Stormont crisis: Simon Hamilton says no new money for welfare deal
Finance Minister Simon Hamilton has said no additional money can be allocated to resolve the current impasse over welfare reform.
Talks aimed at resolving the stalemate over welfare reform legislation are expected to resume at Stormont later.
Sinn Féin withdrew its support for the bill last week.
The DUP's Mr Hamilton said any resolution would be on the basis of the £90m per year previously set aside for welfare reform mitigation measures.
"Whilst we are keen to find that resolution there will no more money spent above and beyond what we have agreed," he told the BBC's Good Morning Ulster.
"Because to spend more money above and beyond what we have agreed to find a solution to this problem means that we would have to hit health, we would have to hit education, we would have to bit other key public services.
"So yes we will work away at finding a solution and I hope that we can find a resolution and I'm hopeful that we can make progress this week, but it is on the basis that there is no more money above and beyond what we have agreed at Stormont Castle."
Sinn Féin's Conor Murphy said he was optimistic agreement could be reached.
"The mood remains hopeful and certainly our intention is to try to get this resolved this week," he said.
"There's quite a lot of complex details across a whole range of schemes that need to be worked out to ensure that there is protection for vulnerable people in society.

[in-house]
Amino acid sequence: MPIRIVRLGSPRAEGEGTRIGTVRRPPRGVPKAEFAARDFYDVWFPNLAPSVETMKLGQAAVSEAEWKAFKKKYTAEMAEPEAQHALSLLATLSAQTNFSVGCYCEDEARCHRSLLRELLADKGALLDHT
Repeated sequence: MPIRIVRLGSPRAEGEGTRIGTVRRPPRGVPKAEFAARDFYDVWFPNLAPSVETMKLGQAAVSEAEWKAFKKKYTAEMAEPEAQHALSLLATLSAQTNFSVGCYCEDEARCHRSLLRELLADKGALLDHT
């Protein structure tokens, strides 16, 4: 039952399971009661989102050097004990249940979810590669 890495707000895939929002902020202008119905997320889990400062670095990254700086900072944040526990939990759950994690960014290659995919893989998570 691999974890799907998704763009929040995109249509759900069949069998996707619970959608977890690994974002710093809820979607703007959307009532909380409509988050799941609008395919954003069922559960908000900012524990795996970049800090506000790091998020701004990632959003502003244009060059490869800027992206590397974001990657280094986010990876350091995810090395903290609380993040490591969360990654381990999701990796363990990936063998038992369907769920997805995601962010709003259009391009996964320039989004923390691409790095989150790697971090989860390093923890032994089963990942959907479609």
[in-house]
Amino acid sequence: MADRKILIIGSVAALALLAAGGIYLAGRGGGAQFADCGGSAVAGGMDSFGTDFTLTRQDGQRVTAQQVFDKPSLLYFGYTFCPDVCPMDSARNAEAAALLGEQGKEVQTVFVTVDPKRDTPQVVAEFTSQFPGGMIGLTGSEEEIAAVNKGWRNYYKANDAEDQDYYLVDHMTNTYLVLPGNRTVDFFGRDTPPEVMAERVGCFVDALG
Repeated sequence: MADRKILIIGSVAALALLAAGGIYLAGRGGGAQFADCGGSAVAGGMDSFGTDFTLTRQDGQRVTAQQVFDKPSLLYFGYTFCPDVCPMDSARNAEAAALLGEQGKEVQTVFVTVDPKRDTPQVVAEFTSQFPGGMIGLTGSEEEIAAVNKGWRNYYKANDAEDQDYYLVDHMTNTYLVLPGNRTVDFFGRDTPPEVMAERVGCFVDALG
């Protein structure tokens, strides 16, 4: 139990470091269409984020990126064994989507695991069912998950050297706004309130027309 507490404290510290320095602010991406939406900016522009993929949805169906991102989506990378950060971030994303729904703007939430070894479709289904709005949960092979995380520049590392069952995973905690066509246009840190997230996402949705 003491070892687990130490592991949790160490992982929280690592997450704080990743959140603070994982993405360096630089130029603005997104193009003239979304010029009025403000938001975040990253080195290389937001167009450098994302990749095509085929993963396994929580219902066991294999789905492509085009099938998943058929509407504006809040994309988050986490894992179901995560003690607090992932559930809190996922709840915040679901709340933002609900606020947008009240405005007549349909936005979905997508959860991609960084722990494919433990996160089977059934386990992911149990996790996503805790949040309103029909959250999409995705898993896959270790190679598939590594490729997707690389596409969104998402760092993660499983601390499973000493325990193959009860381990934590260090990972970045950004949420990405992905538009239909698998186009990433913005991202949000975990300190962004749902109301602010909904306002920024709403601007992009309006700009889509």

"That work is ongoing."
The Northern Ireland parties have held several days of meetings to resolve the impasse, but no agreement has been reached yet.
Both Deputy First Minister Martin McGuinness and the First Minister Peter Robinson have confirmed they will not travel to Washington for St Patrick's Day, in order to continue with negotiations.
Mr Robinson tweeted on Sunday: "White House agree priority is to maintain momentum in finding a resolution to welfare issue. Best to be in Northern Ireland dealing with it."
In a statement, Mr McGuinness said: "Progress has been made in talks between the parties but there is still a lot of work to be done.
"I have decided therefore in the best interests of trying to move the situation forward that I will not be travelling to the US to take part in events marking St Patrick's Day."
The Northern Ireland parties had agreed a deal on Westminster's welfare reform in the Stormont House Agreement in December.
The issue had previously threatened the future of the Northern Ireland power-sharing executive.
Last week, Sinn Féin withdrew support for the bill and accused the DUP of going back on what had been agreed.
The DUP rejected this, saying there had never been the money for all the things Sinn Féin wanted and that Sinn Féin had been aware of this.